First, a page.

Giving Off the Sweet Smell of Confidence After a Layoff
Everyone loves a winner, so the cliché goes. And, financial services executives need to be especially concerned with the air of authority that the industry demands. So, how do you give off the sweet smell of confidence in a job interview when you’ve been out of work for some time?
David Denaro, vice president and Boston site leader for Keystone Associates, a career management and transition services firm, admits that losing a job can certainly be soul crushing, particularly for experienced mid-career professionals. In speaking with eFinancialCareers, Denaro says that having a clear focus and an enthusiastic attitude can go a long way in giving off the right vibe.
While Denaro says that getting together a strong resume is important, for laid-off professionals, that’s the least of their worries.
“You have to be able to express your enthusiasm for your work," he says. "Most hiring is for a pressing need.”
So, when you get to the interview, make it clear that your skills align with those of the current job. Denaro reminds unemployed job seekers to make sure they pay close attention to their physical well-being while they are out of work.
“It’s hard to be enthusiastic when you aren’t taking care of yourself,” he says. Good grooming—a fresh haircut and a stylish suit—can also help you get into the right mood for the interview. Says Denaro, “When you look good, you usually feel confident.”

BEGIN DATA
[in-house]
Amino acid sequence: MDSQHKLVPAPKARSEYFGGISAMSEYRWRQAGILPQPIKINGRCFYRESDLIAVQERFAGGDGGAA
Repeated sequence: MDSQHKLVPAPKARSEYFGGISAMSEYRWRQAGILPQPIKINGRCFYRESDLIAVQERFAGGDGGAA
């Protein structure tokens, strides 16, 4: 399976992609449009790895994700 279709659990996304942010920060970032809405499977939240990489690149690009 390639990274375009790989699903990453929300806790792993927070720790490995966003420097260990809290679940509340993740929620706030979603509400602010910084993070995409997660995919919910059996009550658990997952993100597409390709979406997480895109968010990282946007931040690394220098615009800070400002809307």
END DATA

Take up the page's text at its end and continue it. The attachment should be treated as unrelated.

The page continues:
The Power of Positive Thinking
It’s also important to avoid negative talk in your interview, even when asked about your layoff. If your entire department or division was cut, mention that quickly and in a matter of fact manner. Then, quickly switch to the positive and emphasize the functional and soft skills you learned in your old post.
But also try to stay positive after the interview. It helps to be realistic and remember that not every employer will contact you back.
Finance execs exist in a very structured environment, so when you’re laid off, it’s essential to maintain some sort of structure. Denaro recommends developing a daily plan and put together milestones.
“You have to acknowledge that some things are out of your control, but some aren’t,” he says. Whether it’s networking, volunteering or managing your job search, once you’ve completed your mission, make sure to give yourself small rewards, he says.
It’s also important to keep your brain active, especially when you’re out of work for some time, says Denaro.
“You can consult or even do pro-bono work for a nonprofit or charity—take the time to do something that’s meaningful to you,” he suggests. It helps to have something to fill in the gaps, so you can make it clear to the prospective employer that you were gainfully occupied during your time out of work.
“If you can find volunteer work that relies on skills you used at work, all the better,” he says. If you can afford it, you can take the time to get a critical industry certification or get up to speed on some other aspect of the industry by going back to school.